Neonatal agonism of ERβ by DPN, at the three doses examined, produced only moderate disruption of the HPG axis. Physiological impacts included advanced vaginal opening and premature anestrus. A diminished capacity to elicit Fos labeling in GnRH neurons in response to hormone priming was observed, and although it corresponded with lower LH levels, this effect only reached statistical significance at the highest dose. Impacts on the kisspeptin system were minimal. Reduced Kiss-ir fiber density within the AVPV was only observed at the 1 mg/kg dose and no effects on ARC Kiss-ir were observed. Moreover, peripubertal Kiss1 mRNA levels were not significantly affected by DPN in the AVPV or ARC. In contrast, AVPV expression was significantly abrogated by EB or the ERα agonist PPT. These observations are consistent with what we have reported previously using the 1 mg/kg dose of DPN  and support the hypothesis that ERα plays a more substantial role than ERβ in the estrogen-dependent defeminization of hypothalamic steroid positive feedback signaling pathways during the neonatal critical period.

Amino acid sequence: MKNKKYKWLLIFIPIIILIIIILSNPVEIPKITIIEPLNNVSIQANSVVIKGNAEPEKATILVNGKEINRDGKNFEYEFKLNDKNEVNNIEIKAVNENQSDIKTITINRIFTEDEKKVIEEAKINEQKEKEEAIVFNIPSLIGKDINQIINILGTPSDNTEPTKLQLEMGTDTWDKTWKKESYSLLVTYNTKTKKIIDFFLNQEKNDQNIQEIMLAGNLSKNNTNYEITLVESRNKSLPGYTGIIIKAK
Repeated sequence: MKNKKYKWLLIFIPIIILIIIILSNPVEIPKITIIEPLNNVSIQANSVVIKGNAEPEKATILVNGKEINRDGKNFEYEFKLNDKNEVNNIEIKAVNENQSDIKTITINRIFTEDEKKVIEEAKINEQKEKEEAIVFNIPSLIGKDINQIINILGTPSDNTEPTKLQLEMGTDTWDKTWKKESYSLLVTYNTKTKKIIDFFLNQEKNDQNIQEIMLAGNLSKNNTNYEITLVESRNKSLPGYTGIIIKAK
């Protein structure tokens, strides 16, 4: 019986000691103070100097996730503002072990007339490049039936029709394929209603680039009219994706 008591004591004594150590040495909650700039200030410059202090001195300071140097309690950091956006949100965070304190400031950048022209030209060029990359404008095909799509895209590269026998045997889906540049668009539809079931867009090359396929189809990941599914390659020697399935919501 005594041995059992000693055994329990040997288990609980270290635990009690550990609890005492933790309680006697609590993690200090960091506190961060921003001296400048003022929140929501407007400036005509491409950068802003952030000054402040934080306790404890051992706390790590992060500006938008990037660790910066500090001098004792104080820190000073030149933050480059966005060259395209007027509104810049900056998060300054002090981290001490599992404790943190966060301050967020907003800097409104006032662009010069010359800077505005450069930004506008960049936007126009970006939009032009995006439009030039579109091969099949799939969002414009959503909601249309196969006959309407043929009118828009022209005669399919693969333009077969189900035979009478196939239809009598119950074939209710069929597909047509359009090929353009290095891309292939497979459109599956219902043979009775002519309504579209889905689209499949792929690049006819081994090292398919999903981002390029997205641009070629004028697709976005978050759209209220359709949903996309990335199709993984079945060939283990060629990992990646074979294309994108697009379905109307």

There was a dose dependent effect of neonatal DPN administration on DOV, a hallmark of puberty in the rat. Although all three doses significantly advanced pubertal onset, none resulted in a DOV as early as the animals exposed to EB. Body weight can be a confounding factor in the timing of pubertal onset, with heavier animals progressing through puberty earlier than lighter animals. This does not appear to have been the case here because there was no significant effect of exposure on body weight. Body weights were equivalent across the groups, and the heaviest animals were in the vehicle treated control group. The 1 mg/kg dose of DPN (MID DPN) advanced puberty by about four days, a shift that is considerably larger than what we have observed previously . For the present study we used nearly twice as many animals so this difference may at least be partially attributable to the resulting increased statistical power or to other factors we cannot readily account for, such as time of year or quality of maternal care. The specific mechanisms by which estrogen exposure advances DOV remain unclear. Because exogenous administration of kisspeptin has been shown to advance puberty [63, 64], one possibility is that early DOV results from the premature stimulation of GnRH neurons by kisspeptin. The present results are not consistent with this idea, however, because Kiss1 expression was not elevated in the PND 24 or PND 33 females that ultimately displayed early DOV. In contrast, AVPV levels were significantly decreased in EB exposed females, an effect more indicative of masculinization.